Whether it’s a Western Omelet, stuffed with Chorizo and Bell peppers covered in Pepper-Jack Cheese and Jalapeños; a Spinach salad topped with fresh raspberries and walnuts; a pepperoni pizza with thick fresh-baked crust, a bowl of garlic hummus and a side of pita chips or a juicy burger with the works – the foods we crave – came from a farm.
Farms come in all shapes and sizes. There are rural farms, urban farm, commodity farms, specialty crop farms. There are orchards, vineyards and cattle farms. There are herb farms, egg farms and pineapple farms. And, if it’s on your plate, it came from a farm. So, it must be said, that farmland is absolutely critical to human survival, and it is time to start taking its preservation serious so that we can make certain it is here for our future generations.
Countryside began our partnership with Cuyahoga Valley National Park in 1999, we joined hands because we found necessity and value in preserving the beauty and utility of the park’s rural landscape. If you’ve been to the park, you can appreciate the beauty of the green woodland, the meandering river and the gorgeous waterfalls. You’ve seen the rolling, lush pastures and stately farmhouses, and maybe even a goat or two. These special places within its 33,000 acres tell us stories of yesterday and today.
Our journey started because we heard the stories of historic farmsteads and hundreds of acres of farmland that were at risk of disappearing from the valley. But farmland loss is a common story across the entire Country. Land is being lost to development at an alarming rate and we have known this for decades. Still, people are so disconnected from where food comes from, and the critical value of our open spaces, that we have not done enough to stop this loss. According to a report published by American Farmland Trust, from 2001 to 2016, 11-million acres of farmland were lost to development.
We can call development progress, and sometimes it is. But there is nothing progressive about destroying the only place our food comes from. Did you know that 10 percent of the world’s farmland is right here in the US? Where will our food come from if we don’t do more to protect our heritage and its life-giving soil?
Recently, a national organization, dedicated to protecting farmland released a new report on how states rank in taking this threat seriously. You can read the American Farmland Trust (AFT), Farms Under Threat report here. Ohio needs to take action. Cities need to take action. People need to take action.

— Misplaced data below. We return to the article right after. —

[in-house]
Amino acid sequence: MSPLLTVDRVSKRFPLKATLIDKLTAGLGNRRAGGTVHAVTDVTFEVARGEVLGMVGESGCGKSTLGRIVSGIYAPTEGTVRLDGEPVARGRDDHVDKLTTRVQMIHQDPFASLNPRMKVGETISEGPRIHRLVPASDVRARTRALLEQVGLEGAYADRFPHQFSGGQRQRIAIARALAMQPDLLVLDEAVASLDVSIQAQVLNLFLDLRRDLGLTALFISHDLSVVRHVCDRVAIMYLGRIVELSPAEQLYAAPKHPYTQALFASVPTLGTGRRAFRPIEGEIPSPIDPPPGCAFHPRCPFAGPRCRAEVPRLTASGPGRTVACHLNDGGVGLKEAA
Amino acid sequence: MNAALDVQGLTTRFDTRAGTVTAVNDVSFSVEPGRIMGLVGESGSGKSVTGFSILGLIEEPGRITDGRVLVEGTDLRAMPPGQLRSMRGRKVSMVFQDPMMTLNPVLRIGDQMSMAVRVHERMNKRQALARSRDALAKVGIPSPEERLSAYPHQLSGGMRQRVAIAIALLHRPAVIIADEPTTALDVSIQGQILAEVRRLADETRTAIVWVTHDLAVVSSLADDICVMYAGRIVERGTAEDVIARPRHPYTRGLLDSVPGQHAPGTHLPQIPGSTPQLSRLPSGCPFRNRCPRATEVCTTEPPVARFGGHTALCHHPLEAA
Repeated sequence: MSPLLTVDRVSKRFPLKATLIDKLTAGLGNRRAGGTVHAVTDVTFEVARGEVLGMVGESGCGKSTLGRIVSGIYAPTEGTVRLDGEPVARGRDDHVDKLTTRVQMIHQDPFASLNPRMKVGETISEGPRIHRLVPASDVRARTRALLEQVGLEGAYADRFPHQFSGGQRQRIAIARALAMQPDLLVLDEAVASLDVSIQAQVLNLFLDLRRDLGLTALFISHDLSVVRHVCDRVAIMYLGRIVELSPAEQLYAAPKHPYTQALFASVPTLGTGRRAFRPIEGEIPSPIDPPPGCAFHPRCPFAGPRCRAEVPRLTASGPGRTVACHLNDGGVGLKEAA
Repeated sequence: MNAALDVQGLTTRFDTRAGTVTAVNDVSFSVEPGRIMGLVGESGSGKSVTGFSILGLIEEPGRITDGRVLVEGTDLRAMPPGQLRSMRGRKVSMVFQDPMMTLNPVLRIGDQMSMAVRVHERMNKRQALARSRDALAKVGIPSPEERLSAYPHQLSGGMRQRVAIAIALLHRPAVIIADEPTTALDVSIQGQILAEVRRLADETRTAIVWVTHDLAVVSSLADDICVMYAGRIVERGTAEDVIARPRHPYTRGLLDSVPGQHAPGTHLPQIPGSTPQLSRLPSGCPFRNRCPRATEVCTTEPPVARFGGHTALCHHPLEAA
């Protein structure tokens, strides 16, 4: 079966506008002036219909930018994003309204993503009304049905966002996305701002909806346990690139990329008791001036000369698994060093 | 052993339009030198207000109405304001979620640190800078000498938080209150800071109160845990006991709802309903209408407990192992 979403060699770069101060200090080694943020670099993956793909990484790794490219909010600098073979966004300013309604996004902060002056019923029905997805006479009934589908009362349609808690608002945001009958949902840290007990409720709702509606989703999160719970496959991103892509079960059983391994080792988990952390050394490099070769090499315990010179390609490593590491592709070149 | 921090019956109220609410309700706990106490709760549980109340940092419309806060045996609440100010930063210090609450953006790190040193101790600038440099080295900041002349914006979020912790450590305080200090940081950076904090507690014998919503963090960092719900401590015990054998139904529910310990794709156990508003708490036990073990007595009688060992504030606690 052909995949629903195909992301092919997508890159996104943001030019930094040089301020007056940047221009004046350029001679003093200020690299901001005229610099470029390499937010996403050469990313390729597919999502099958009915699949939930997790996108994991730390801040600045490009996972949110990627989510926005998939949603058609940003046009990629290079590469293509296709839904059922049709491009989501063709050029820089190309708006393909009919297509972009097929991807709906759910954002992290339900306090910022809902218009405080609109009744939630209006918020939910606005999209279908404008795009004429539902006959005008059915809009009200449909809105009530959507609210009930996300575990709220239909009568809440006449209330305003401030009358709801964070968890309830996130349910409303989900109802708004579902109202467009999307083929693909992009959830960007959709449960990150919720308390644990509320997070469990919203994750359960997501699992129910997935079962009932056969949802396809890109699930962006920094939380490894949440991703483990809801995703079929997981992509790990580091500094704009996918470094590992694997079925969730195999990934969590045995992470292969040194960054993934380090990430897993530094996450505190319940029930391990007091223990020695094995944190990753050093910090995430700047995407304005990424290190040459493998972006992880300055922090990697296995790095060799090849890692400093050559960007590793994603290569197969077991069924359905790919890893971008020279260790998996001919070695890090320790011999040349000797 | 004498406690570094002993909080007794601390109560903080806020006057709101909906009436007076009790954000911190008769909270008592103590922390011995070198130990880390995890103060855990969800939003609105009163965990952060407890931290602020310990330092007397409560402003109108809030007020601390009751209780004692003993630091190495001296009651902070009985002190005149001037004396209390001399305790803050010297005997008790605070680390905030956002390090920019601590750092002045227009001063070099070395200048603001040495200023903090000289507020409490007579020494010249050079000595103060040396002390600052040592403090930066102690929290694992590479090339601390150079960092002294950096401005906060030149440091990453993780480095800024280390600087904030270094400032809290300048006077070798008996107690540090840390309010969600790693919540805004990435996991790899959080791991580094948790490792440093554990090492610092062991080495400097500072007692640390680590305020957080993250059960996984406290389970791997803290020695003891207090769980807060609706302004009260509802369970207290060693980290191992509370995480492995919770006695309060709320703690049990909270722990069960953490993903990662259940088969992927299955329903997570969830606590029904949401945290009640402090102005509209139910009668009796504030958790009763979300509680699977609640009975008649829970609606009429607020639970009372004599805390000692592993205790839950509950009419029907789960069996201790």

How? To start, if you own land, you can protect it. See if you’re eligible for an existing Agricultural or conservation program. Here in Northeast Ohio you can reach out to Western Reserve Land Conservancy to learn how you can easily ensure your legacy continues to thrive. If you don’t have heirs to your land when you’re gone, consider permanently protecting the land then, mentoring a young farmer or
creating a special lease option to pass it on over time.
To our city and county planners, look at the maps, the zoning and studies. Green, open spaces build strong communities. We do not need to spread further away from our cities to accommodate population growth. We need to re-build them consciously, strategically, equitably and healthfully with spaces for food and nature built in, and around, them. To our State leadership, look at the economic impact of agricultural and food businesses. How do our policies and programs foster smart growth and long-term sustainability? How are you protecting the small food businesses that feed your constituents and fuel our economy? How are you preserving the
land that makes Ohio a leader in agriculture and allows families to keep their dream and cultivate the
next generation of farmers?
An easy step that we can all take today is supporting Ohio farmers. Right now, we are all enjoying Summer’s bounty. The tomatoes are fresh and ripe right off the vine. The corn is crisp and sweet and the apples are ready to pick. Farm to table is not just a trendy marketing phrase. It’s real life.
Countryside is committed to serving our farm community and the sustainable conservation of farmland. We’ll keep this conversation going here in our blog and in our work. Join us!